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pudge's Journal: Primary Preferences and Nominations 4

Journal by pudge

When the Supreme Court decision in favor of the "Top Two" primary came out, which allows anyone to designate themselves a Republican or Democrat in the primary, I humbly suggested a somewhat crazy idea:

About names. Why not create a new party, called "Republican Nominee"? That is the name of the new party. And if someone who is not the actual nominee of the party uses that name, well, they are falsely claiming to be the nominee. Now the confusion argument that Roberts, Alito, and Thomas said wasn't obvious, is perfectly obvious. So not only could I-872 be overturned on such grounds, but anyone not the nominee who uses that designation could be sued for misrepresentation.

Normally, you couldn't have a party called "Republican Nominee," because the Republican Party would sue over the confusion. But in this case, obviously, the party would choose to allow it, since it would be used for their benefit.

Apparently, the Washington State Republican Party is doing this, in the nomination system they approved last week:

Authority to Use the Name "GOP Nominee." Only candidates who shall have been nominated pursuant to these rules shall be authorized by the Republican Party to designate themselves as GOP Nominees or have Party approval to appear on the election ballot or in other election documents using the designation "GOP Nominee."

Cross-posted on <pudge/*>.

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Primary Preferences and Nominations

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  • ...nominee symbol, just to avoid 1st Ammendment collisions from random people?
    I think that the court of public opinion would crush someone handily for getting too cute that way.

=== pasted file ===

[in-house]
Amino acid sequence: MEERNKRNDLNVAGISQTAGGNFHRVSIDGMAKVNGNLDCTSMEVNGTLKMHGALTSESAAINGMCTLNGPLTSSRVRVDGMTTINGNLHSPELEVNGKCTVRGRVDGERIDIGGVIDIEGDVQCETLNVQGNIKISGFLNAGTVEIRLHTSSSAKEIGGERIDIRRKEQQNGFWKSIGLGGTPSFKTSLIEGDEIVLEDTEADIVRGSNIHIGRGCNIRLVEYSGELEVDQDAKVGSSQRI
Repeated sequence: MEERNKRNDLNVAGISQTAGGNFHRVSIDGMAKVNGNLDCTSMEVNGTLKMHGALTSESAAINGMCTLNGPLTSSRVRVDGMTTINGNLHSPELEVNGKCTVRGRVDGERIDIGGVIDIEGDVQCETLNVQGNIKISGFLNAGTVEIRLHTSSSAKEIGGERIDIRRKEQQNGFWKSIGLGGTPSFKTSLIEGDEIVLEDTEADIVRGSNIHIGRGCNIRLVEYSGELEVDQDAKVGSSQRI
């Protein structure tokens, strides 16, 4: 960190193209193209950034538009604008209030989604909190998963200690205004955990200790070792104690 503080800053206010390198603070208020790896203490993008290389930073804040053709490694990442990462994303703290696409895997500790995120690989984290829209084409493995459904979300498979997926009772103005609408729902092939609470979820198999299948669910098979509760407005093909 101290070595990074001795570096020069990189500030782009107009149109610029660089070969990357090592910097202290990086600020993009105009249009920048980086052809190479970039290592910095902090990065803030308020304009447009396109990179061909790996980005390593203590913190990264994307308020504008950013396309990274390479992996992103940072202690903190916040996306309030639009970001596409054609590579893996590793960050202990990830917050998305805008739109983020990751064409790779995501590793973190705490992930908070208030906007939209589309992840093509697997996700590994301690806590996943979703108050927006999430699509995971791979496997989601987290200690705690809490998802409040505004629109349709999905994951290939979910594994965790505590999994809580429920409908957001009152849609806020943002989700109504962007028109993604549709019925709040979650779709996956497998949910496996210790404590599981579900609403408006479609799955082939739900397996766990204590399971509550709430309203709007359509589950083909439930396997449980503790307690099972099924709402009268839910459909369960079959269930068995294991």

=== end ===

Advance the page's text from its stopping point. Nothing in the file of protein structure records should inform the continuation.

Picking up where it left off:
• by pudge (3605) * Works for Slashdot

      ...nominee symbol, just to avoid 1st Ammendment collisions from random people?

      It's already trademarked. The SCOTUS has ruled you cannot stop someone from declaring a preference for your party, but a "party preference" that says "Republican Nominee" is not a mere statement of a party preference, so someone else using it would be misrepresenting the Republican Party and breaking the law. It's one thing to say in public "I prefer Sony," but it's another to say "I am endorsed by Sony."

      I think that the court of public opinion would crush someone handily for getting too cute that way.

      I doubt it.

  • Many politicians in Brazil go by a nickname. Take for example their current president who goes by the stately moniker of Lula.

    So on the ballot you get to list two names: your legal name and your nickname.

    Another aspect of elections in Brazil is compulsory voting. In order to have your equivalent of a social security card be valid you must vote. But if you don't want to vote for anyone you can mark your ballot as "Branco" or blank.

    So in the mid 90's some guy running for the legislature caused a big stink
    • by pudge (3605) * Works for Slashdot

      So on the ballot you get to list two names: your legal name and your nickname.

      I know that is far more common in Brazil, but it is not uncommon here, too: people having nicknames on the ballot.

      Another aspect of elections in Brazil is compulsory voting. In order to have your equivalent of a social security card be valid you must vote.

      Interesting idea. I hate the idea of compulsory voting, but voting to get something from government is a different story. Problem is that it is the classes who most benefit from socliast policies who are then most compelled to vote, and my "more wealthy"/"less poor" friends who ALSO don't want to vote -- but when they do, vote against socialism -- won't be so compelled.

      But if you don't want to vote for anyone you can mark your ballot as "Branco" or blank.

      So in the mid 90's some guy running for the legislature caused a big stink by claiming that his nickname was Branco. You can imagine the confusion this might cause.

      That's great. A few

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